As I say, you need advice from translators who work in your pair, but failing that you could do worse than spending time looking around the site, finding information for yourself. For example, how about posting a question on the Hebrew forum? Of course, the answer may already be there, but I wouldn't know!

Good luck with whatever you choose to do!

Sheila


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Ty Kendall  Identity Verified
United Kingdom
Local time: 00:48
Hebrew to English
TOPIC STARTER
Helpful! Aug 20, 2011

Thank you for your response. Since I am new to the site I wasn't sure exactly where to post this (it even got moved by admin from where I initially posted it). I was going to post it in the Hebrew section but I wasn't sure if it was "on-topic" enough or if it would be just an annoyance to the other experienced translators.

I did peruse the Hebrew translators on here and was surprised by the sheer number, but like you, noticed that most of them are in Israel or the U.S.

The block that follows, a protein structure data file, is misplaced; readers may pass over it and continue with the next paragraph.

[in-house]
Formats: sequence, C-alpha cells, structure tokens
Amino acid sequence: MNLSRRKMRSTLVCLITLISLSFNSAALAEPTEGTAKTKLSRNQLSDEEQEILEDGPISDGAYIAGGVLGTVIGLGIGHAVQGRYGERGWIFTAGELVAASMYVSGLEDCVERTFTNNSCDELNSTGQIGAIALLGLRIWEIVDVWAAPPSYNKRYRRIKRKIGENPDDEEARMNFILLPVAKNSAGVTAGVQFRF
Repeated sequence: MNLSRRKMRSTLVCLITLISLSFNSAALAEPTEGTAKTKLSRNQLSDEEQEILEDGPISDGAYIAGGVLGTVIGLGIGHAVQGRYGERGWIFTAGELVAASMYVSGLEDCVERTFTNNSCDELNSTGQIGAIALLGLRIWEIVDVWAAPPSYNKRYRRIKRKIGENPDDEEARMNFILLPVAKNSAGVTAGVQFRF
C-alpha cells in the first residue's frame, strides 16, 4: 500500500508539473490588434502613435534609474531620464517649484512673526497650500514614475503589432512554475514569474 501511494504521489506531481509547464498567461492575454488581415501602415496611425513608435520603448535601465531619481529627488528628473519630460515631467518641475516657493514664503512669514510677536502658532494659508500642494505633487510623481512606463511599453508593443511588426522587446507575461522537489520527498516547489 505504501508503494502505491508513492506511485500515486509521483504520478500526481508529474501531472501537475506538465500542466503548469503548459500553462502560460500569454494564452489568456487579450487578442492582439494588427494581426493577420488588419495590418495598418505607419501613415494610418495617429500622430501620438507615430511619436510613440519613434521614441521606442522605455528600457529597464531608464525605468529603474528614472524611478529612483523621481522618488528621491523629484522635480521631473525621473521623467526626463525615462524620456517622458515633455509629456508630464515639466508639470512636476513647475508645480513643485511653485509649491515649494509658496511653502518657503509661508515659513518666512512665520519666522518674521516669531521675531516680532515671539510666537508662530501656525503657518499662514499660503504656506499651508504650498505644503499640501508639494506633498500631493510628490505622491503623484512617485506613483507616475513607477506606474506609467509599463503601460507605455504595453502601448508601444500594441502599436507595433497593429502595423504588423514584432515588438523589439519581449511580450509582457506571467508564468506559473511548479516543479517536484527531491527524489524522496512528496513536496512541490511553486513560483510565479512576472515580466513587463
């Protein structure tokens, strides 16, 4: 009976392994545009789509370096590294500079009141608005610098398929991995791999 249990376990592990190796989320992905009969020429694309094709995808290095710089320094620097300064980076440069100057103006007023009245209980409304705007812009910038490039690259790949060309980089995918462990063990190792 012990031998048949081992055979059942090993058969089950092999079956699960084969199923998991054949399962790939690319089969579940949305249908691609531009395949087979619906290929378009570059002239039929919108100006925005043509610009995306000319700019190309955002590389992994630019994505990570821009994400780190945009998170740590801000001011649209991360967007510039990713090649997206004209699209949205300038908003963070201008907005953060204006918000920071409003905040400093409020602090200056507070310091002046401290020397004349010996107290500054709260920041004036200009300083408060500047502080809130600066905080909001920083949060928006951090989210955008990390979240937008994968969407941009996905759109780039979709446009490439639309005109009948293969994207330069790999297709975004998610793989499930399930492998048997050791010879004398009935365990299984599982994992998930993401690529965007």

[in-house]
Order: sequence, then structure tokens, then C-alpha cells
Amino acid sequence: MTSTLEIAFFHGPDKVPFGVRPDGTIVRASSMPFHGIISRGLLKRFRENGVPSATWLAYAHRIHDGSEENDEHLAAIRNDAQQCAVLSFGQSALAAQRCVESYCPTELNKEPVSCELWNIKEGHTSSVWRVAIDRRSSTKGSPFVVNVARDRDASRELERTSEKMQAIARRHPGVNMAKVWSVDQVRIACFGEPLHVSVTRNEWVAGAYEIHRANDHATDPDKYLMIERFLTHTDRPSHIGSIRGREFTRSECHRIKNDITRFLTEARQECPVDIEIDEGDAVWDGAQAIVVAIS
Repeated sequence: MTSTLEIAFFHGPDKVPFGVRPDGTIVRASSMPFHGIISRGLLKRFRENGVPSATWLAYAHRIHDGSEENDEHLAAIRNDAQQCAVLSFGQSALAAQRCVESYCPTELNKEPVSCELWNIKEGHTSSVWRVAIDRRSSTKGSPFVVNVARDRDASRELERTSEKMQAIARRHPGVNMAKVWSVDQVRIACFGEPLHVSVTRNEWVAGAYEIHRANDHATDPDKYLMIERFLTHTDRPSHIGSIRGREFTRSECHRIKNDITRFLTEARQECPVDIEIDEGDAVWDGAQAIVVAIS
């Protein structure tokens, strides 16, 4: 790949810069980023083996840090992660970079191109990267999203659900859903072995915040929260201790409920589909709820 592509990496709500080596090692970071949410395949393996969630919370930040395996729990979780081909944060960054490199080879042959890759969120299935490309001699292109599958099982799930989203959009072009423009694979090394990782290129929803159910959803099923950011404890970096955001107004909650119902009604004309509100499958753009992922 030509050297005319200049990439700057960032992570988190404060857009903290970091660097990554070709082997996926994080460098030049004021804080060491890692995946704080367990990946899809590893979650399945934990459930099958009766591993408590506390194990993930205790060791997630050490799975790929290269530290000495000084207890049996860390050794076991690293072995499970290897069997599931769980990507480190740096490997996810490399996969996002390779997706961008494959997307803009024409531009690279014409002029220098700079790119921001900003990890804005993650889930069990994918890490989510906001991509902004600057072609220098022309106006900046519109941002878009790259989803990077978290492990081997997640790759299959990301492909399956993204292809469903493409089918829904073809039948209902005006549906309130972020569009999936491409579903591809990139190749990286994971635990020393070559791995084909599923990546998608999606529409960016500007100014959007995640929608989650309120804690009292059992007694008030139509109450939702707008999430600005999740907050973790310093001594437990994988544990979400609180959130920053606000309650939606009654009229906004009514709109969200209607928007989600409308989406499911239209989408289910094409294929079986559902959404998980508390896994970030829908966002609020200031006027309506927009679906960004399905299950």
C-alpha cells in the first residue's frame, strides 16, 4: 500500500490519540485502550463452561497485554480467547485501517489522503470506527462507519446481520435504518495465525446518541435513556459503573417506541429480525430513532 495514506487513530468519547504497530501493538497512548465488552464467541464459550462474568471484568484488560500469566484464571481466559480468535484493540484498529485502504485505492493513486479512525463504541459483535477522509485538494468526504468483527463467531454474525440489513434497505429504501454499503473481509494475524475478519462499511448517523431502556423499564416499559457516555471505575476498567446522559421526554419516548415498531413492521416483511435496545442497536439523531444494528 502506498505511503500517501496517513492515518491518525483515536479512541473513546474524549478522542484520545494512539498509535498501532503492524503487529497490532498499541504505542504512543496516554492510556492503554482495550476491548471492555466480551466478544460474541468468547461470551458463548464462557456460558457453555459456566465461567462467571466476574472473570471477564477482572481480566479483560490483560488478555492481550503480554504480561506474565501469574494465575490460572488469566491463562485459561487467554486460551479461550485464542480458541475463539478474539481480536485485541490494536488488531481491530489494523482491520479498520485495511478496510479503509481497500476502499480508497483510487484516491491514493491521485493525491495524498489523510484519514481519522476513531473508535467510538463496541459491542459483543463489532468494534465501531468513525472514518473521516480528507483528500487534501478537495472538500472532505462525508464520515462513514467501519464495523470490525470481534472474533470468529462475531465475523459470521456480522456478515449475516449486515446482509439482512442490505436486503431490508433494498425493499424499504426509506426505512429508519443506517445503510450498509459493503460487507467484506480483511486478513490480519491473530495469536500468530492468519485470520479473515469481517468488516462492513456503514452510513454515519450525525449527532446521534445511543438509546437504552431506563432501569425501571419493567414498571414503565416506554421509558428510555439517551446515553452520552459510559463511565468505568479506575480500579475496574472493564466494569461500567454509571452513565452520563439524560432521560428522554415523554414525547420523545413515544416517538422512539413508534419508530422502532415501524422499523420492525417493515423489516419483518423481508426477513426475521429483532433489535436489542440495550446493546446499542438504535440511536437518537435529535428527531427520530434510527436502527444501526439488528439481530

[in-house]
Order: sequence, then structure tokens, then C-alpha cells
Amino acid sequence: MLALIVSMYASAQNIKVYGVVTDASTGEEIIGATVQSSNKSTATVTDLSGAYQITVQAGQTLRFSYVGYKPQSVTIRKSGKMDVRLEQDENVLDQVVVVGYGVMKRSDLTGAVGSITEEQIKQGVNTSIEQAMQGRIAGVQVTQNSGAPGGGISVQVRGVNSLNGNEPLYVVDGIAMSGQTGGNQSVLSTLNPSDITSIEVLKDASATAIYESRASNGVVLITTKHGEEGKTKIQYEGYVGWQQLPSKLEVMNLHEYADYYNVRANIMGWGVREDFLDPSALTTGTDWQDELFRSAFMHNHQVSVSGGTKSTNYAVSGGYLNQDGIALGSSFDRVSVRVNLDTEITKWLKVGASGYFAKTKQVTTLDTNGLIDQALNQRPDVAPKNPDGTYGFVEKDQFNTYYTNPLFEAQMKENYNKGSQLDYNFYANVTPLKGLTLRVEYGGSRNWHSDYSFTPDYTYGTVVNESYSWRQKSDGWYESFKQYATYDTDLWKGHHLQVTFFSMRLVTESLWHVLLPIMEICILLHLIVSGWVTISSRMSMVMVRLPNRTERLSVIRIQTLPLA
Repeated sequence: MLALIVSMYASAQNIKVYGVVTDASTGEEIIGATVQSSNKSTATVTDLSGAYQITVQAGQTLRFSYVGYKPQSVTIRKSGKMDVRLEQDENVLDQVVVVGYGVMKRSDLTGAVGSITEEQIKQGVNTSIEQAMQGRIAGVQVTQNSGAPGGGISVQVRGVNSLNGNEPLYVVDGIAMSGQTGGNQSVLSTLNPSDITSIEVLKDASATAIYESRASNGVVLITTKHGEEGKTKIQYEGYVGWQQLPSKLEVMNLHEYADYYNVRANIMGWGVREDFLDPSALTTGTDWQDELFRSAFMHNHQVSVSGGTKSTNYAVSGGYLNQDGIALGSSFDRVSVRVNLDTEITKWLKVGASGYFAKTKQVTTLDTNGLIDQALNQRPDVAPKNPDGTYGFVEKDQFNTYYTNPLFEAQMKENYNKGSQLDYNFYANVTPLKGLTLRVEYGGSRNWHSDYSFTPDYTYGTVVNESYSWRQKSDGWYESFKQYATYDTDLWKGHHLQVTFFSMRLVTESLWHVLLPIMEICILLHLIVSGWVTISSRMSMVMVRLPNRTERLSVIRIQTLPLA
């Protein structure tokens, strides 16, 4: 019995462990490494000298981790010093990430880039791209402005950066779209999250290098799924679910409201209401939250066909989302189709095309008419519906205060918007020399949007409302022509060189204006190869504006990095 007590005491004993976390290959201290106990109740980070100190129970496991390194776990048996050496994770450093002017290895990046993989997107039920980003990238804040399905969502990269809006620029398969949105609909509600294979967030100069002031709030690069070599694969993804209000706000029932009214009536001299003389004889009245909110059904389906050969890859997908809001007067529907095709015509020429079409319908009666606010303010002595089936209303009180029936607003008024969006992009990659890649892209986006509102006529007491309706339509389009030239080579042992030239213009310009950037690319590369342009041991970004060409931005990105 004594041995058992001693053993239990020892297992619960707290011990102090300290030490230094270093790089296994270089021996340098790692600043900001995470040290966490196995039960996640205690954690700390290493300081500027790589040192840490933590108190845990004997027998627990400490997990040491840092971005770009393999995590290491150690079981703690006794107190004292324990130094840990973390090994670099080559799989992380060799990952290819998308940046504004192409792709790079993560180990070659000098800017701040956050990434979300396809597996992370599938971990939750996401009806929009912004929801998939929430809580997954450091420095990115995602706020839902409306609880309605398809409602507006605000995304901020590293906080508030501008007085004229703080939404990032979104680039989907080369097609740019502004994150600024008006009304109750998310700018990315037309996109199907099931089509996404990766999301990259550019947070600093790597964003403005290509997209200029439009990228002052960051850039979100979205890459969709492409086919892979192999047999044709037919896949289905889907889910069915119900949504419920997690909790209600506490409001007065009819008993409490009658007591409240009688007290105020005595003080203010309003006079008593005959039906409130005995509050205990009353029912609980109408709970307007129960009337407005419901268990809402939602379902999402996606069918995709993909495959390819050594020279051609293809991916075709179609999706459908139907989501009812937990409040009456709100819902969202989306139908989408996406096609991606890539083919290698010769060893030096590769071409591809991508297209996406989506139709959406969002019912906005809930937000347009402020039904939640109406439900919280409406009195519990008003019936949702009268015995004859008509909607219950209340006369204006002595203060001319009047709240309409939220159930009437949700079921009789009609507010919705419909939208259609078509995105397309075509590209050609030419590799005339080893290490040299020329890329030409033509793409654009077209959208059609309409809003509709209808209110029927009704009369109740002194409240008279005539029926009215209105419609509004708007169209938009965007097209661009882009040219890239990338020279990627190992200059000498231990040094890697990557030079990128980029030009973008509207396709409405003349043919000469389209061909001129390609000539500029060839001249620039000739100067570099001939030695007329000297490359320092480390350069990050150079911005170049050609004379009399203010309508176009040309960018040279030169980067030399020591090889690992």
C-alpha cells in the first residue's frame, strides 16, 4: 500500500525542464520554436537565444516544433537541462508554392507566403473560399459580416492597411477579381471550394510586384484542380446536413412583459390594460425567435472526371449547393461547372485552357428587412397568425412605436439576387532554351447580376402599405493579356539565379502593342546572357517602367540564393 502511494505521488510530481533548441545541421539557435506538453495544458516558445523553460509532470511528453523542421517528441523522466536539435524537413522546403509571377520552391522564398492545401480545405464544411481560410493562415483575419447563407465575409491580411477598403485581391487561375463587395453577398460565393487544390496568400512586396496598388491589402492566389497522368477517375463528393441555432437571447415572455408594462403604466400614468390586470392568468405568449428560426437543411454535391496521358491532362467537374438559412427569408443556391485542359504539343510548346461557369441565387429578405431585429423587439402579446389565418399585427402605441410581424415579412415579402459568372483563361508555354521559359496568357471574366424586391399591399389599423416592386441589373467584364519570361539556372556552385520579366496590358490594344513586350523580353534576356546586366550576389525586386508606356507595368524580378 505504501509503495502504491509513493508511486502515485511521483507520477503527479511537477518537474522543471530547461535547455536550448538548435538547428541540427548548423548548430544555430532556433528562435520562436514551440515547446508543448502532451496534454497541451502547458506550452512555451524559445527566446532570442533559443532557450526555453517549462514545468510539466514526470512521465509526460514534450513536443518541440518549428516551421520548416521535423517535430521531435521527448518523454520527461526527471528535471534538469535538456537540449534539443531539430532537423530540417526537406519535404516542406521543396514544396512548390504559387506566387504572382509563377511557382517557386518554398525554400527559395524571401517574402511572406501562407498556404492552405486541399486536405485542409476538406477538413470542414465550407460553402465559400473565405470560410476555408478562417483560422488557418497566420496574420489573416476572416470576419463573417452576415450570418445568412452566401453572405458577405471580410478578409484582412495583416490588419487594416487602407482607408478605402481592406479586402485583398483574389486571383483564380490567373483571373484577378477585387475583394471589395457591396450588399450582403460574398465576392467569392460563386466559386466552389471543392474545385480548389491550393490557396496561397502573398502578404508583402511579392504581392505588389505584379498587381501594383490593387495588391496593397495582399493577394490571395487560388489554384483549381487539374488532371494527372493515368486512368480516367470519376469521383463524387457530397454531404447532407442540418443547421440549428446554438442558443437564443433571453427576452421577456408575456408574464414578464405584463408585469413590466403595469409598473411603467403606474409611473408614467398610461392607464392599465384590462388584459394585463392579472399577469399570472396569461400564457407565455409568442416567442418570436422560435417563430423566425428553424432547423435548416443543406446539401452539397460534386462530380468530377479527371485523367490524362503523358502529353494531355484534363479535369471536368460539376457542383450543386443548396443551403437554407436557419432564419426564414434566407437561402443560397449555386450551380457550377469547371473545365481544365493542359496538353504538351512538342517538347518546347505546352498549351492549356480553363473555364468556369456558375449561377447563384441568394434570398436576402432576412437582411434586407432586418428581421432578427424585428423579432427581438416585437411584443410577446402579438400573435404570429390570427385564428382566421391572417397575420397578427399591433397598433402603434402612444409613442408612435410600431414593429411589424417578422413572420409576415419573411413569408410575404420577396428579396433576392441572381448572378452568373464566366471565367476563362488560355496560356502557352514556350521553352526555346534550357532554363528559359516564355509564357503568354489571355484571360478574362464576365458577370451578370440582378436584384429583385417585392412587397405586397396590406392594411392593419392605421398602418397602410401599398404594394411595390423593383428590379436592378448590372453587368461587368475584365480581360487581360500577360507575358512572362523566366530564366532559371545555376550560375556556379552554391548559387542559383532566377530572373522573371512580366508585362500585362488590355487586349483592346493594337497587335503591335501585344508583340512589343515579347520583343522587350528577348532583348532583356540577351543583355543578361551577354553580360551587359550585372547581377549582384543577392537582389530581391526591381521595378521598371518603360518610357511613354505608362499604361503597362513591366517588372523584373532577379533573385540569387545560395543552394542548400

I have noticed this type of thought in many threads i.e. do I follow my dreams doing a language or specialisation I love even though there may not be much profit in it, or do something more lucrative which leaves me cold as far as being interested in it goes.

Personally, I'm a follow-your-heart type of person, so the choice seems an obvious one to me. (Although those nightmares of being a penniless translator having to do something totally unrelated to language gives me the shivers). Although I know there are more careers using Hebrew other than pure translation. So there are avenues within avenues I suppose.

I will continue to talk to people on here and investigate the market forces involved as you suggest. Thank you very much for your prompt input, very much appreciated!

Any other comments or opinions from other translators out there are still most welcome!


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José Henrique Lamensdorf  Identity Verified
Brazil
Local time: 21:48
English to Portuguese
+ ...
At least your direction is right Aug 20, 2011

This should be in the anecdotes section, the input from an outlander.